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The great Django's Tiger F7 conspiracy !

anthon_74anthon_74 Marin county, CA✭✭✭✭ Alta Mira M 01
in Repertoire Posts: 560
So there I was, enjoying my lunch in the Cafeteria at Django in June, chatting with a fellow camper, and the subject of our favorite songs to improvise over came up. I mentioned Django's Tiger, to which my friend replied "DJango's Tiger is great except for that F7 chord". I replied "What's wrong with the F7 chord?". to which he said, "It's not supposed to be there. Django never played an F7. He simply played "out" over the second 2 measures of E7."
In disbelief, I went straight to my dorm room, logged on to youtube with my laptop, in order to confirm his assertion...and much to my surprise, he was correct! There is NO F7 in the original recording of Django's Tiger. Yet, in every fake book and chord book, it is written with an F7.
How exactly did this happen I ask? What F7 loving individual started this sham, and what exactly was their endgame? Were they playing god? Was it simply lazy transcribing ?

Cheers,

Anthony
MichaelHorowitzBucoaltonWim GlennNejc
«13

Comments

  • gatsbygatsby United States✭✭✭✭
    edited July 2016 Posts: 119
    Yep, there never was an F7. We should all re-listen to the first version of it, which nobody really cares about. it's called Django Rag (1942), it's great:

  • Amir_GAmir_G New
    Posts: 11
    That is absolutely correct.
    By the way, both "Django's tiger" and "Django rag" are based on the changes of... Tiger rag.
  • guitarmikeguitarmike Montreal, Quebec✭✭ Old French Gypsy Guitar
    Posts: 58
    I remember Denis Chang saying the same thing a very long time ago.
    There is no F7.
  • Posts: 2,465
    ha that's cool.
    On the other hand, on his "I'll see you in my dreams" solo during F to E7 change he seems to just stay on F.
    Every note wants to go somewhere-Kurt Rosenwinkel
  • Stephane Wrembel says that as well in his weekly jams. However, we play the F7 when he's away.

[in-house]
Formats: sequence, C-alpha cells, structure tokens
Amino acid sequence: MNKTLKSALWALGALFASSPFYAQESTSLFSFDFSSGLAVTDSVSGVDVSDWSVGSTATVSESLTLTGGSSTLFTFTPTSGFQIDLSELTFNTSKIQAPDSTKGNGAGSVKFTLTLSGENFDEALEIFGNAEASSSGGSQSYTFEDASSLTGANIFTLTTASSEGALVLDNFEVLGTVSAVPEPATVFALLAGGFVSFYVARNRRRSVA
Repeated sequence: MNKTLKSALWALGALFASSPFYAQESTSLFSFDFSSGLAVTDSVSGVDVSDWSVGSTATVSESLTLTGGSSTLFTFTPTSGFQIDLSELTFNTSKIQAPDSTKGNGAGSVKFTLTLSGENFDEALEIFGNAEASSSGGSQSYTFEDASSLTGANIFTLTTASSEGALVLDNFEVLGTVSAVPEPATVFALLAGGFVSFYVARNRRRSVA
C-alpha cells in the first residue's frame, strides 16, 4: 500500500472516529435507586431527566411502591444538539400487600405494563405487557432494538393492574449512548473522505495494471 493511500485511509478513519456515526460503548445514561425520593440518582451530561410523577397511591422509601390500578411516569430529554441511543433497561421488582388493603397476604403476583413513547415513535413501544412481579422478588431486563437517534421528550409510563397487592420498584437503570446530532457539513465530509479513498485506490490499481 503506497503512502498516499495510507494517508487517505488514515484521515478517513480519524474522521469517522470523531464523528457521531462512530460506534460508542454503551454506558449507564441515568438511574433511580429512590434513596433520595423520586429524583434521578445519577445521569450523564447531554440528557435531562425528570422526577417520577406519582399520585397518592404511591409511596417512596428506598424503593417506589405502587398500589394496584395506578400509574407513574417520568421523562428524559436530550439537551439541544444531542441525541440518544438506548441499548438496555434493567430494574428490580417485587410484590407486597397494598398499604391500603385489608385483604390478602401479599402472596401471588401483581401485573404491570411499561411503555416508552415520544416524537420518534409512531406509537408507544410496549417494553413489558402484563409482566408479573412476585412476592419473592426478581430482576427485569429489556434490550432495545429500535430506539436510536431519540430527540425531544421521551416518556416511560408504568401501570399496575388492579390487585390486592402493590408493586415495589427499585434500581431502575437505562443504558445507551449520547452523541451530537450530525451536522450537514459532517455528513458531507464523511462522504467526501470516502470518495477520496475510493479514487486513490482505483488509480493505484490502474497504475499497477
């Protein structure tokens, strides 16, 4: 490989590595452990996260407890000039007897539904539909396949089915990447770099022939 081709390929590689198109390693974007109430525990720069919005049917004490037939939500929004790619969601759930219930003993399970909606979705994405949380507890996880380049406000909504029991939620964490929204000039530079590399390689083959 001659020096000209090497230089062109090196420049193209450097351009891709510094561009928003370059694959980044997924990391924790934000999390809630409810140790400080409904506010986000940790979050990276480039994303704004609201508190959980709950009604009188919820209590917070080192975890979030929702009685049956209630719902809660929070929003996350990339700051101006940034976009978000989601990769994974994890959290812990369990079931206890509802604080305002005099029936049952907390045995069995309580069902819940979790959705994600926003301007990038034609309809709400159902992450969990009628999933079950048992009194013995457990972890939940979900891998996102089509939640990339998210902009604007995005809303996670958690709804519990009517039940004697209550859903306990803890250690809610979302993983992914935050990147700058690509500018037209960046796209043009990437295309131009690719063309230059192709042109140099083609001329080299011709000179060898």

BucoBob HoloWim GlennJojoJonNejc
  • BonesBones Moderator
    Posts: 2,724
    I'd have to sit down and try to pick out the bass and chords in the recording but as far as the melody in the 'head' in DT it, of course, definitely follows the F7 (actually Cm6/F9 arp). As I recall (but it's been a while since I worked on this one) his improv just stays pretty much on the E7 in this section.
  • anthon_74anthon_74 Marin county, CA✭✭✭✭ Alta Mira M 01
    Posts: 560
    Bones wrote: »
    I'd have to sit down and try to pick out the bass and chords in the recording but as far as the melody in the 'head' in DT it, of course, definitely follows the F7 (actually Cm6/F9 arp). As I recall (but it's been a while since I worked on this one) his improv just stays pretty much on the E7 in this section.

    Yes it's true, but when he seems to follow an F7, he's playing "out".

    Anthony
  • dennisdennis Montreal, QuebecModerator
    Posts: 2,044
    that's the difference between the "folkloric" Gypsy Jazz, and Django. In my playalongs I included both versions. In fact, Django's Tiger doesn't even have a melody, it's just him jamming on the main section of Tiger Rag. Other songs like that are Mano and Django Rag for instance.
    t-bird
  • BonesBones Moderator
    Posts: 2,724
    Hey Anthony, ok so if the rhythm section goes to F7 and I stay on E7 with my improv then I'm playing 'out'? :-) JK. Given my level of solo 'skills' I think I play out a lot!!!

    I'm not very good at transcribing the bass lines on those old recordings and I have not had any time for music stuff lately. Can anyone take the time to figure out if the bass is going to F7 on the recording?

    That said, I'm sure Dennis is correct that it just is a single recorded version of Dj's improv on Tiger rag. Of course, we know that any number of his improvised choruses of many songs stand alone as compositions unto themselves! And conversely, I'm sure he rarely ever made it completely thru the 'head' on any performance playing strictly the written melody.
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